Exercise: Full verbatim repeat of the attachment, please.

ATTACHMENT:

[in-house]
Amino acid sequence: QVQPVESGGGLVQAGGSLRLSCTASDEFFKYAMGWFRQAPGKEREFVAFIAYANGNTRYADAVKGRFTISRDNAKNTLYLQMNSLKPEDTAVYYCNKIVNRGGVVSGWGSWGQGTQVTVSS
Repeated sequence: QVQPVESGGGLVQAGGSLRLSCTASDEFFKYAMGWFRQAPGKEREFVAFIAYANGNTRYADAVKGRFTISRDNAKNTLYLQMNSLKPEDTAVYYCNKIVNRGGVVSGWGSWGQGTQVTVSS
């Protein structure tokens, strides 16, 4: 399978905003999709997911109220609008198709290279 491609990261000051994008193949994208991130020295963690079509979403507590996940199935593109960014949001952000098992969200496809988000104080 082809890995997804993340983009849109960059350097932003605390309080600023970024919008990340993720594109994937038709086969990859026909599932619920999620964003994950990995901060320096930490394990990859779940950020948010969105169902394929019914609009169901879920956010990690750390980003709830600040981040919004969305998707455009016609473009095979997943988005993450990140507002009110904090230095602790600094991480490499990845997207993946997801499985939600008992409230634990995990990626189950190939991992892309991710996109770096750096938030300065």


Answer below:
[in-house]
Amino acid sequence: QVQPVESGGGLVQAGGSLRLSCTASDEFFKYAMGWFRQAPGKEREFVAFIAYANGNTRYADAVKGRFTISRDNAKNTLYLQMNSLKPEDTAVYYCNKIVNRGGVVSGWGSWGQGTQVTVSS
Repeated sequence: QVQPVESGGGLVQAGGSLRLSCTASDEFFKYAMGWFRQAPGKEREFVAFIAYANGNTRYADAVKGRFTISRDNAKNTLYLQMNSLKPEDTAVYYCNKIVNRGGVVSGWGSWGQGTQVTVSS
């Protein structure tokens, strides 16, 4: 399978905003999709997911109220609008198709290279 491609990261000051994008193949994208991130020295963690079509979403507590996940199935593109960014949001952000098992969200496809988000104080 082809890995997804993340983009849109960059350097932003605390309080600023970024919008990340993720594109994937038709086969990859026909599932619920999620964003994950990995901060320096930490394990990859779940950020948010969105169902394929019914609009169901879920956010990690750390980003709830600040981040919004969305998707455009016609473009095979997943988005993450990140507002009110904090230095602790600094991480490499990845997207993946997801499985939600008992409230634990995990990626189950190939991992892309991710996109770096750096938030300065």